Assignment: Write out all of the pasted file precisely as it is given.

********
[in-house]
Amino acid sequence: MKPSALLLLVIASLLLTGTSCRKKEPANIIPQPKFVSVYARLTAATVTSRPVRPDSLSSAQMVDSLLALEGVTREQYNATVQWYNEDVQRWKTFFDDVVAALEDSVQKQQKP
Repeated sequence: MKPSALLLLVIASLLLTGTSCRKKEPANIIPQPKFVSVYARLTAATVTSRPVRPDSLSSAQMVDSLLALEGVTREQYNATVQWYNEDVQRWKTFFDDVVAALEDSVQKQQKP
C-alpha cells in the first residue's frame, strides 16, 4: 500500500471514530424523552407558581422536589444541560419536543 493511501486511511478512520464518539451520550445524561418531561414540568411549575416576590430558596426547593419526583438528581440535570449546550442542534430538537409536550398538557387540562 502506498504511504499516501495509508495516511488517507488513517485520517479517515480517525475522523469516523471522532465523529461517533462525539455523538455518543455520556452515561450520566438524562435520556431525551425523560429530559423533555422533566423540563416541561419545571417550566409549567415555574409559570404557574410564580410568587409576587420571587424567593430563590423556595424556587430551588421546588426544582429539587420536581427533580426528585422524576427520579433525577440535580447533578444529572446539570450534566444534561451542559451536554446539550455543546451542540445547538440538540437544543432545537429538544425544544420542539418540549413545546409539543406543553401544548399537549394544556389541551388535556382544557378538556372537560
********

[in-house]
Amino acid sequence: MKPSALLLLVIASLLLTGTSCRKKEPANIIPQPKFVSVYARLTAATVTSRPVRPDSLSSAQMVDSLLALEGVTREQYNATVQWYNEDVQRWKTFFDDVVAALEDSVQKQQKP
Repeated sequence: MKPSALLLLVIASLLLTGTSCRKKEPANIIPQPKFVSVYARLTAATVTSRPVRPDSLSSAQMVDSLLALEGVTREQYNATVQWYNEDVQRWKTFFDDVVAALEDSVQKQQKP
C-alpha cells in the first residue's frame, strides 16, 4: 500500500471514530424523552407558581422536589444541560419536543 493511501486511511478512520464518539451520550445524561418531561414540568411549575416576590430558596426547593419526583438528581440535570449546550442542534430538537409536550398538557387540562 502506498504511504499516501495509508495516511488517507488513517485520517479517515480517525475522523469516523471522532465523529461517533462525539455523538455518543455520556452515561450520566438524562435520556431525551425523560429530559423533555422533566423540563416541561419545571417550566409549567415555574409559570404557574410564580410568587409576587420571587424567593430563590423556595424556587430551588421546588426544582429539587420536581427533580426528585422524576427520579433525577440535580447533578444529572446539570450534566444534561451542559451536554446539550455543546451542540445547538440538540437544543432545537429538544425544544420542539418540549413545546409539543406543553401544548399537549394544556389541551388535556382544557378538556372537560